Livingston Native Nominated for Television Academy Foundation’s 41st College TV Awards

By: Alexander Rivero, Staff Writer

Livingston’s own Spencer Askinazy has been nominated for the prestigious Television Academy Foundation’s 41st annual College Television Awards, which rewards brilliance in student-produced programming from colleges and universities across the country. Askinazy is a graduate of Livingston High School and is a current student at the University of Miami (UM) in sunny Coral Gables, Florida. He—along with fellow classmates at UM—are being nominated in the “News & Sports” category for their work on UMTV NewsVision, a weekly thirty-minute program which covers local, state, national, and international news and airs live every Thursday at 7:00 p.m. EST. 

How does one go about falling in love with television production? For Askinazy, it was fate that intervened in the form of an art requirement during his freshman year of high school, and an open slot in a seminar called Basic TV Production. 

“I’m not artsy, and pounced on that [Basic TV Production] as a way to meet the requirement,” says Askinazy. “I loved it from the start.” 

By his sophomore year, he and his fellow Livingston High classmates were filming basketball and football games, writing and planning in-studio shows where locals would come in and dish out community news and updates, and getting a hands-on understanding for the business. 

“Ever since those earlier days at Livingston, I loved spending time with the people that naturally gravitated into this line of work,” says Askinazy. “I loved everything about it, the whole process.”

Of particular help in his early falling in love with the T.V. business were teachers Steve Milano and Jason Daily. Askinazy spent a good deal of time with Milano after school, pouring over cameras and techniques, the ins and outs of every last detail of what goes into a successful production. Askinazy ate it all up and wondered where the time flew. 

Once at UM, he jumped right into the school’s nationally ranked student-production center, starting as video editor, moving up to video producer, where he learned to supervise all videos that were edited right for the air, and was then nominated and accepted for executive producer of the NewVision program.

Askinazy says it all became clear to him upon learning of his acceptance to UM, especially when he began getting involved with the television programming. 

“Once I arrived at UM, everything really clicked for me,” says Askinazy. “As time has gone on it has all been more of a defined path. I saw that I could make a career out of this. Because of the UM TV and the programs and classes I’ve been able to take, it’s all become clear that this is where I need to be. It’s a great feeling. And now, by specializing and knowing particular parts of the field more clearly, I’ve been able to narrow my options a little more. I can now start applying to jobs more efficiently.”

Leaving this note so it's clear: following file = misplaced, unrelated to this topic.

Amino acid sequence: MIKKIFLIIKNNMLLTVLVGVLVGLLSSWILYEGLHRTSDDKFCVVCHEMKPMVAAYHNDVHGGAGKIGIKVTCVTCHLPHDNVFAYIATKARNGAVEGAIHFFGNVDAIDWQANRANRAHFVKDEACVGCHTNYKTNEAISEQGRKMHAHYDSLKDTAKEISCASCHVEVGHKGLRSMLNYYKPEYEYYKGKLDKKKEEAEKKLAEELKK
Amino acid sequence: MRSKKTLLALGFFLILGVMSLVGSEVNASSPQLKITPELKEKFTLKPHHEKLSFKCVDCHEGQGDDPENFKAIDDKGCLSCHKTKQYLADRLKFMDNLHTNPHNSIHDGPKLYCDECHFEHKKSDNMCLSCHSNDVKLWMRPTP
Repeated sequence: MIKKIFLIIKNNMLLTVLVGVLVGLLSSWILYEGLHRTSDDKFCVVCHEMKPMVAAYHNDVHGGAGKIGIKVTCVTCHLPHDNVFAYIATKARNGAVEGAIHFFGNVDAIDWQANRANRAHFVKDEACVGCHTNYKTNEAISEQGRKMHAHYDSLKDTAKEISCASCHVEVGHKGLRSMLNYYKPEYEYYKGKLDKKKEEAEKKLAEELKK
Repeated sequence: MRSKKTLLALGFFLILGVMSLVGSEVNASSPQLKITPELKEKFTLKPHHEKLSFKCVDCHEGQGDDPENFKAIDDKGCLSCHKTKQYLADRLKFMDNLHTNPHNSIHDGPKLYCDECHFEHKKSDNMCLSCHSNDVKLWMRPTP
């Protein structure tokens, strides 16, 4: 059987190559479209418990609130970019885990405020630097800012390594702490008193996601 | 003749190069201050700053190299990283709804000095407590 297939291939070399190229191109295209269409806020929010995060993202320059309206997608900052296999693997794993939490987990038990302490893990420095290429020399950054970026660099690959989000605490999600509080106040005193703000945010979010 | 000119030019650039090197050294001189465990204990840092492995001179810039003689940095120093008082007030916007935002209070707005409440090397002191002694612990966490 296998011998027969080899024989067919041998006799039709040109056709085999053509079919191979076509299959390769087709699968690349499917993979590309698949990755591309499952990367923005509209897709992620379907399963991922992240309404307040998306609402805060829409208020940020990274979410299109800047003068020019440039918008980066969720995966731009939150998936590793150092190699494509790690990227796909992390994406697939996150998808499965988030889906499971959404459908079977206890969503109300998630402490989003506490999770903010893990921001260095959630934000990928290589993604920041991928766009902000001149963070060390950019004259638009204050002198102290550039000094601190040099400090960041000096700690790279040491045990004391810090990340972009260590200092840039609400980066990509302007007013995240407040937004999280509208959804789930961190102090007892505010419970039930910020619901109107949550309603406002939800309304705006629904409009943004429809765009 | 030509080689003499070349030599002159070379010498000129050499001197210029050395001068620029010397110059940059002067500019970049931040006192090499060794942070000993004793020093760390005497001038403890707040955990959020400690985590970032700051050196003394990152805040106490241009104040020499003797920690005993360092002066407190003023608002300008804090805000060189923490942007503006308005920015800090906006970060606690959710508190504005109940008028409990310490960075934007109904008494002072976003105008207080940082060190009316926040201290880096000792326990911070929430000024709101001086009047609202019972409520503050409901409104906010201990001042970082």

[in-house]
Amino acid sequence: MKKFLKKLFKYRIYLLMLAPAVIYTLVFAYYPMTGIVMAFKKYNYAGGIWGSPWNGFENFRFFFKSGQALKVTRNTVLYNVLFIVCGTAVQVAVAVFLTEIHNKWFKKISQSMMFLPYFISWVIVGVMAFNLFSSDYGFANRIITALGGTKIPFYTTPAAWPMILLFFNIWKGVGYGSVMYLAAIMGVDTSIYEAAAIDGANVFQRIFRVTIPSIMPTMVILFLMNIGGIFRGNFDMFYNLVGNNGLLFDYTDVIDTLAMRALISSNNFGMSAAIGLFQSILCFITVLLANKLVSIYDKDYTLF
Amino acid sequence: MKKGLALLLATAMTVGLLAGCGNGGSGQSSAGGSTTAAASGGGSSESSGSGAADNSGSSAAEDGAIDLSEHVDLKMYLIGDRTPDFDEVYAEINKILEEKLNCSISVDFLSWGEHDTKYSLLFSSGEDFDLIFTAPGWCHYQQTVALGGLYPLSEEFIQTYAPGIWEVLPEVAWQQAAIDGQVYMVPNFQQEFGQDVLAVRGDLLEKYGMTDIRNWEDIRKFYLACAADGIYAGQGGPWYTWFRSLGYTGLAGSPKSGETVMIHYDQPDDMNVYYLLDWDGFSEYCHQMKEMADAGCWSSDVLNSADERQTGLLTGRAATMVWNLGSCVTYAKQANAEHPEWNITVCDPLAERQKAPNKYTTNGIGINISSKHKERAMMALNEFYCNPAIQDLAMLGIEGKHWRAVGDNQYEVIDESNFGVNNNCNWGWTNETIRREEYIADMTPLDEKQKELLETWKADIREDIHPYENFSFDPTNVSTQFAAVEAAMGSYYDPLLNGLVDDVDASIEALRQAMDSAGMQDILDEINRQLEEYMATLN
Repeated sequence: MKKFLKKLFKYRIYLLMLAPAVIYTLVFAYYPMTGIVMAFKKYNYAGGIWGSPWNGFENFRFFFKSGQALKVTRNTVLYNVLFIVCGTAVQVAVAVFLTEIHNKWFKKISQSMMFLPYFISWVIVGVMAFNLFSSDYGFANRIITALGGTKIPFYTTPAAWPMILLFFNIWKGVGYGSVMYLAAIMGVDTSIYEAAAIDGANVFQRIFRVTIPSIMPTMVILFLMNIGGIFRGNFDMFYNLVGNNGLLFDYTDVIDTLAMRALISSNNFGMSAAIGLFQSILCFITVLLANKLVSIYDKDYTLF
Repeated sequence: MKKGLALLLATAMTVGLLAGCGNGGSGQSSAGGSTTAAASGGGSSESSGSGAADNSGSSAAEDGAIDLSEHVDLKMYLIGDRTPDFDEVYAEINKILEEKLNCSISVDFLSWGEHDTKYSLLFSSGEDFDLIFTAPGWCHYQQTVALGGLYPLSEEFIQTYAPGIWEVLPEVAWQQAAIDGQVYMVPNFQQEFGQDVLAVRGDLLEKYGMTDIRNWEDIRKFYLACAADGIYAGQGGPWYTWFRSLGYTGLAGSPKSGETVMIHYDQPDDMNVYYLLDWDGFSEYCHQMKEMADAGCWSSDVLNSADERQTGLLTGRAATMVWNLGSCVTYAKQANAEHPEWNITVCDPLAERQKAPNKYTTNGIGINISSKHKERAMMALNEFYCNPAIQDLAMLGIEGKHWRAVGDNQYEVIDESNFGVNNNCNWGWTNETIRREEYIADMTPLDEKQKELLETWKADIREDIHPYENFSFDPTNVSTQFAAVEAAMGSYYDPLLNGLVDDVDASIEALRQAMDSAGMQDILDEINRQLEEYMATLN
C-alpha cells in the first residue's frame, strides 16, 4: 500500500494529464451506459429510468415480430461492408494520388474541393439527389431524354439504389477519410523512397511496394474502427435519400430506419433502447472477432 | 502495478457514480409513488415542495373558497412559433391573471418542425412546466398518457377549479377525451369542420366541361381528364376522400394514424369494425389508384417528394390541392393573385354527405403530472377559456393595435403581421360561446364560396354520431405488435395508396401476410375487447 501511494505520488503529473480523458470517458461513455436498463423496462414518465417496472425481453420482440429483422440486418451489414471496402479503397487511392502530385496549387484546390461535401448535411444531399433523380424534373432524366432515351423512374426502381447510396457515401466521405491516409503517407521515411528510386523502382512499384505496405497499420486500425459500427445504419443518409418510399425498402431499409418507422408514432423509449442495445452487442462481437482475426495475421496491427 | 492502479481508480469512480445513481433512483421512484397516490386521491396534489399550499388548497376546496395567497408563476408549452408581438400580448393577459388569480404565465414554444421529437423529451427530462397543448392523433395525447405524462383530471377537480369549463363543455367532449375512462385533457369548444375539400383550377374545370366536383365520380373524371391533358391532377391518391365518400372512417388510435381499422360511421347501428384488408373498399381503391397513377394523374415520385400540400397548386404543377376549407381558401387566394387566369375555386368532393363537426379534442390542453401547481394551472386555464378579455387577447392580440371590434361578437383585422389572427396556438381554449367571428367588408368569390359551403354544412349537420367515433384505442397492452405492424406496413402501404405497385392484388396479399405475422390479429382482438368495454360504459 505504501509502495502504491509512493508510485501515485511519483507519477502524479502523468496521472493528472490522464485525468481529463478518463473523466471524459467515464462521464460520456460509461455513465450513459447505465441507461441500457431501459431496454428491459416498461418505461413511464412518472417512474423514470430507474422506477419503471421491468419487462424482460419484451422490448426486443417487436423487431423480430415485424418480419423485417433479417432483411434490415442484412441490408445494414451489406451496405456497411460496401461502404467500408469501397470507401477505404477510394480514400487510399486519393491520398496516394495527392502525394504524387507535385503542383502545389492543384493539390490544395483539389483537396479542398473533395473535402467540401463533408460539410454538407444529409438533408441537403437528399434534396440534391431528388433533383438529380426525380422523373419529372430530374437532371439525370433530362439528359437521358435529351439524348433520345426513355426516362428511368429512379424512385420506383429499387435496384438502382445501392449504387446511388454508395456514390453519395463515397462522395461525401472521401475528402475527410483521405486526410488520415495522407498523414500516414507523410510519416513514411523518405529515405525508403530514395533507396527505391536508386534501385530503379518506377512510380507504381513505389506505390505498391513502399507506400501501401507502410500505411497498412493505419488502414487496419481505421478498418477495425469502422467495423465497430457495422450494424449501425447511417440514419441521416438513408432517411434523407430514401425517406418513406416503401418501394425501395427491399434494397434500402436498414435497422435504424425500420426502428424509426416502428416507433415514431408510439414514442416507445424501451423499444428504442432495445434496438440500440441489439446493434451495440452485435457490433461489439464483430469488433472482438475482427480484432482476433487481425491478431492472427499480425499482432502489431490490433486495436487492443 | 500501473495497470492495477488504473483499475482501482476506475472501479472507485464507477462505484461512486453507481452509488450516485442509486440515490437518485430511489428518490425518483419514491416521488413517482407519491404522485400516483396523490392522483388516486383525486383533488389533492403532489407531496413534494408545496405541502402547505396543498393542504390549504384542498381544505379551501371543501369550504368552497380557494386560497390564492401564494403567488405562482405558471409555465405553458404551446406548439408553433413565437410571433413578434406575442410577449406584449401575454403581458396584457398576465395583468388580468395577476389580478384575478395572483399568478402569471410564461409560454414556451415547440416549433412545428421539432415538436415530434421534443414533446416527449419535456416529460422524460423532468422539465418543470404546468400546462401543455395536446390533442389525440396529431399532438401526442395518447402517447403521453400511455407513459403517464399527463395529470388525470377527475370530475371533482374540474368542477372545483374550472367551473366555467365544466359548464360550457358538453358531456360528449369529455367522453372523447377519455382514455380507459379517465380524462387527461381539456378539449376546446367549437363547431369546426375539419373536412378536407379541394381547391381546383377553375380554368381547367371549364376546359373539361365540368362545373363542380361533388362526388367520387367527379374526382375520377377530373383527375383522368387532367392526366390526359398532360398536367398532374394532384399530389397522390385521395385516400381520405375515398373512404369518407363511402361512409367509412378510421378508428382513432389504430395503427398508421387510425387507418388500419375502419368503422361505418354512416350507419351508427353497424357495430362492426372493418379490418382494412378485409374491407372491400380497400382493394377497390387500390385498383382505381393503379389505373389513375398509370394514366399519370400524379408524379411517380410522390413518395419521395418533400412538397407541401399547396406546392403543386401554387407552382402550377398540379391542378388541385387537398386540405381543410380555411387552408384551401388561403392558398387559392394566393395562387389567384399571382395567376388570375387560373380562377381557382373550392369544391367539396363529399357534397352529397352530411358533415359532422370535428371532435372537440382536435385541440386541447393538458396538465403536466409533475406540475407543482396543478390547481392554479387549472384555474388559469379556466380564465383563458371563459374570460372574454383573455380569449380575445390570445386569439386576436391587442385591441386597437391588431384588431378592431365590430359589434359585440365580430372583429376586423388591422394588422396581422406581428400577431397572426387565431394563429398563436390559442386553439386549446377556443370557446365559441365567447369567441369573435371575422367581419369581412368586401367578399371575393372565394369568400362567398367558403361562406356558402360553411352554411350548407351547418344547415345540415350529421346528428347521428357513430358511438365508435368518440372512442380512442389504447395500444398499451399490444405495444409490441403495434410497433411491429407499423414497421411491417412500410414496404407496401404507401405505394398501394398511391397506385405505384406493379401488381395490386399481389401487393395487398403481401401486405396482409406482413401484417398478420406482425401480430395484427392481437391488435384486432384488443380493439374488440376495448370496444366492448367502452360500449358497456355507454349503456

Askinazy says the most difficult part of the job is the managing of all the quirky moving parts in any given production. “We change our cast around each year, making everybody go through auditions—for anchor, for reporters, etc.,” he says. “So it’s tough having to usher in new people and working with them, ensuring they meet deadlines, take the effort to see their work is up to standard.”

That said, Askinazy has nothing but gratitude for the chance to have worked with such talented people so far in his young life. “I’m very, very proud of all my colleagues, as well as all the mentors I’ve had along the way, especially back at Livingston with Mr. Daily and Mr. Milano.”

As for his favorite part of the job, it’s a no-brainer: “No question, being in a position to lead. I’ve always felt like I’ve been a natural leader, which for me is nothing more than pushing the very best out of the people you’re leading, pushing them to be better than they were yesterday, in the same way I was pushed to become better.”

As for life in Miami, Askinazy reports: “I love it down here. I could not have asked for a better college experience. I was committed to Maryland for a few hours, but as soon as I was taken off the UM waitlist, it was an instant ‘yes’ from me. It’s one of the best TV programs in the country, consistently nominated. It’s an honor to be down here.”

Looking beyond southern Florida, Askinazy says he’s thinking about the bigger markets as potential landing spots for himself post-graduation. A return to the New York City area is possible, other potential contenders include Washington DC, Chicago, Houston, Los Angeles, and yes, even Miami itself. 

As for the Television Academy Foundation Award, 54 total students have been nominated in six different categories for the 2022 awards, all of which have been selected from 185 entries submitted from 58 colleges across the country. The winners of the competition will be announced by television stars at the 41st College Television Awards ceremony on March 26. 


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